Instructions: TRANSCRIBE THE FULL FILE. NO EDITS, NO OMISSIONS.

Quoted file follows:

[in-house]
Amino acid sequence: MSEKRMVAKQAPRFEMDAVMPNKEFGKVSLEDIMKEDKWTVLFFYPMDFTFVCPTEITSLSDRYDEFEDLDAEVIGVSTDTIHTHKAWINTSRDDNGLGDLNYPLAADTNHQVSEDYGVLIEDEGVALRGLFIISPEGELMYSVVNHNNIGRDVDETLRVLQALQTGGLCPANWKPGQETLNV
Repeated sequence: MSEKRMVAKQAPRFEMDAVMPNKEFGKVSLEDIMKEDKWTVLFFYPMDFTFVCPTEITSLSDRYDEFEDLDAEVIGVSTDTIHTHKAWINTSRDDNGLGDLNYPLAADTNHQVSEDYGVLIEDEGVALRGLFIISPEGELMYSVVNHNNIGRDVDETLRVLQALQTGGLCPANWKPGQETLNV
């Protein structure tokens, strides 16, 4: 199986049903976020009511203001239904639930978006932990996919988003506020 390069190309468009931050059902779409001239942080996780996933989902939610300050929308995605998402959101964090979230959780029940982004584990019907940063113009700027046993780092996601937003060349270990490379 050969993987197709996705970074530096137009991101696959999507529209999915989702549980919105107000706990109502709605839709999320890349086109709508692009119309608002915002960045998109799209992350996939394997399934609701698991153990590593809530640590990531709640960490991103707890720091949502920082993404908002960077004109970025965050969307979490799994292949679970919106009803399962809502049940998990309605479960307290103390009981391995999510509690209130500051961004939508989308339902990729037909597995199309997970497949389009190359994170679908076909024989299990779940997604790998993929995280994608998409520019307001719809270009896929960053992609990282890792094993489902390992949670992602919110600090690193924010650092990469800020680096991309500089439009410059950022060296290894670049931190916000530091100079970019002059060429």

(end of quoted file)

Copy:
[in-house]
Amino acid sequence: MSEKRMVAKQAPRFEMDAVMPNKEFGKVSLEDIMKEDKWTVLFFYPMDFTFVCPTEITSLSDRYDEFEDLDAEVIGVSTDTIHTHKAWINTSRDDNGLGDLNYPLAADTNHQVSEDYGVLIEDEGVALRGLFIISPEGELMYSVVNHNNIGRDVDETLRVLQALQTGGLCPANWKPGQETLNV
Repeated sequence: MSEKRMVAKQAPRFEMDAVMPNKEFGKVSLEDIMKEDKWTVLFFYPMDFTFVCPTEITSLSDRYDEFEDLDAEVIGVSTDTIHTHKAWINTSRDDNGLGDLNYPLAADTNHQVSEDYGVLIEDEGVALRGLFIISPEGELMYSVVNHNNIGRDVDETLRVLQALQTGGLCPANWKPGQETLNV
């Protein structure tokens, strides 16, 4: 199986049903976020009511203001239904639930978006932990996919988003506020 390069190309468009931050059902779409001239942080996780996933989902939610300050929308995605998402959101964090979230959780029940982004584990019907940063113009700027046993780092996601937003060349270990490379 050969993987197709996705970074530096137009991101696959999507529209999915989702549980919105107000706990109502709605839709999320890349086109709508692009119309608002915002960045998109799209992350996939394997399934609701698991153990590593809530640590990531709640960490991103707890720091949502920082993404908002960077004109970025965050969307979490799994292949679970919106009803399962809502049940998990309605479960307290103390009981391995999510509690209130500051961004939508989308339902990729037909597995199309997970497949389009190359994170679908076909024989299990779940997604790998993929995280994608998409520019307001719809270009896929960053992609990282890792094993489902390992949670992602919110600090690193924010650092990469800020680096991309500089439009410059950022060296290894670049931190916000530091100079970019002059060429």